Reflecting on 50 Years
It’s time for Camp to end. The day after tomorrow four large overland busses will arrive at 7:00 a.m. The boys will gobble their last breakfast at this year’s camp—the traditional waffles and ice cream—grab their carryon bags and scramble to say goodbye to their friends.
Some will head for the Bangor airport, some will go to Logan in Boston, where they will board airplanes for New York, Mexico, other airports all over the United States; still others will fly to Europe, South America, and other parts of the world.
As the busses head out, down the camp road, it becomes very quiet. A skeleton crew of staff will remain, plus the camp family, and the few boys whose parents will pick them up, all of us waving goodbye until long after the busses are out of sight. Raccoons, muskrats, and other four-legged creatures will peek out of the woods, sniffing to determine if it’s safe to come out. The two hundred acres of this peninsula feel bigger as the number of people gets smaller.
Can it really be fifty years ago that we watched our first group of campers leave? Were we really 41 and 42? Did we have any idea that one day we’d be saying goodbye to the children of our first campers, as they boarded the busses?
I think not. It’s much harder to look ahead than it is to look back. Now we see our children transitioning into retirement as our grandchildren take over, having lived their whole lives here at camp. We smile at each other, satisfied with another highly successful summer.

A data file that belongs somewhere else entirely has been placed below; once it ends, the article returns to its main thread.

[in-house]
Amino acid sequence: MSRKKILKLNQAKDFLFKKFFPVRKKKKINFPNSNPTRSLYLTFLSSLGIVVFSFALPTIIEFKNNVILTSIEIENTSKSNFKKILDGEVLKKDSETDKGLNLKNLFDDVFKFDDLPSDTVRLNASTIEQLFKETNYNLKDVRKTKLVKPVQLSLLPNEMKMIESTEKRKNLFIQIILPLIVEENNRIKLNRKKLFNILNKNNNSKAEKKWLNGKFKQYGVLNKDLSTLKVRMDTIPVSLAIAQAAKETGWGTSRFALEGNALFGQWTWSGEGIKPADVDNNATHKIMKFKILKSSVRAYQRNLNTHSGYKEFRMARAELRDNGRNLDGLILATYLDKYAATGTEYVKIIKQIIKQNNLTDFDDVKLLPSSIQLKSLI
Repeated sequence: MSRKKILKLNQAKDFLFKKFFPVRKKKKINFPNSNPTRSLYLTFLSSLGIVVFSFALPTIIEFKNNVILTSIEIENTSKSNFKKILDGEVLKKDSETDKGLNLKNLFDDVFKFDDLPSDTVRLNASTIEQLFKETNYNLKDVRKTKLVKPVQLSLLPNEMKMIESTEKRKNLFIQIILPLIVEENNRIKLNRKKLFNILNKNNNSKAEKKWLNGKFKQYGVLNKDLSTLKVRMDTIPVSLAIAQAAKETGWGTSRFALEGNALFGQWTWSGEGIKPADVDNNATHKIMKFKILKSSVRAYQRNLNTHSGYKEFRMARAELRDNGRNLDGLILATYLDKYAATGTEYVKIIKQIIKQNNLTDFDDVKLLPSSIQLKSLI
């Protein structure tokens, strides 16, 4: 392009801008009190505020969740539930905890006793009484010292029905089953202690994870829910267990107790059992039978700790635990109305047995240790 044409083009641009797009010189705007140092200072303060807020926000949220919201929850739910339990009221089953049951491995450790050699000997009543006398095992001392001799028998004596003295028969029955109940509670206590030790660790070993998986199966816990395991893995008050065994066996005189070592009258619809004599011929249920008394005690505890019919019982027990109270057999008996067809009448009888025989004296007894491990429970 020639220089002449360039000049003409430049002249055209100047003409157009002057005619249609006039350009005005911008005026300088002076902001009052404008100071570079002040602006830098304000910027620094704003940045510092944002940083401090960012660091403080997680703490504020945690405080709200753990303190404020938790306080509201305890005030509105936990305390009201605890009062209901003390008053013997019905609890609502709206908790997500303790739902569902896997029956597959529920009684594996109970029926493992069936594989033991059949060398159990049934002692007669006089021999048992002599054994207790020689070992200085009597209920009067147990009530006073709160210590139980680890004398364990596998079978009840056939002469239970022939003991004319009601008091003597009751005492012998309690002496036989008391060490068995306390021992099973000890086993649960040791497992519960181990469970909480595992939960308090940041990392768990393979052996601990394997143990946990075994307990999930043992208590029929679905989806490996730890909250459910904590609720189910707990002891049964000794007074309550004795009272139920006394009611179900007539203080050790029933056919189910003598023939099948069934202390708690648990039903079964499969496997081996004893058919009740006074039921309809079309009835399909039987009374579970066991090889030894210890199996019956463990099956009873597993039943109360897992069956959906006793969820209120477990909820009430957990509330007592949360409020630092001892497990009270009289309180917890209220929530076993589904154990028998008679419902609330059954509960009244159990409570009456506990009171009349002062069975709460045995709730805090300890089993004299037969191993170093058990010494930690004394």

Bill and Martha took over our small model, saved the basics, added new and wonderful facilities, and turned Caribou into a thriving, sought-after camp. The boys love it, tell us they can’t wait for the winter to end so camp will start. They love to tease Martha about her mantra, “It’s cool to be nice at Caribou”, but they abide by it, always trying to be gracious and kind, whether winning or losing in competitive sports.
I watched Bill leading a group of swimmers, doing the “Lake Swim” which opens the gates to the advanced swimmers area. He urges them on. “We can do it!” they yell between breaths. “Of course you can,” he agrees. “We dig down and then we dig down deeper,” yells Bill. “We’re with you!” they agree. And they swim on.
I watched Martha run the camp road with twenty or so boys beside her or behind her. When some slow down, Martha drops back, urging the stragglers on. “You can do it!” she calls out. “Of course we can,” they agree. And they run on.
Visitors arrive, almost daily. Some come for grandson Bobby’s tour. He shows them the camp, beaming as the campers come up to the golf cart to say hello to the prospective campers. “Welcome to Caribou,” they say.
And then we see Caribou through the eyes of our alumni. Old campers and staff, come back to recall their summers here. They jump right into the schedule, joining the boys in their activities, telling them stories of their years at Caribou. They admire the new gym, the hockey rink, the expanded lodge, the new Arts and Crafts/Woodworking building, the new docks, the new boats. They comment on the clarity of the lake, still clear, due to many years of the Caribou-backed lake dwellers’ commitment to keeping the lake clean.
But mostly they admire the feeling. “It’s different physically, but it has the same feeling,” they say. “The boys are the same—friendly, excited, spirited, happy at camp. And the staff is the same—no one yells, they just explain and role model.”
The visitors who remember us from way back come to the A-Frame to visit and reminisce. “Do we still have a Last Campfire?” they ask. Of course we do. How about trips? The Banquet? Intercamp? Socials? Mt. Katahdin? Yes, yes, yes. Lots of memories to share.
Assured that, in spite of the new facilities, all the traditions are in place, our Caribou alumni smile and say goodbye. Caribou lives on. All’s right with the world.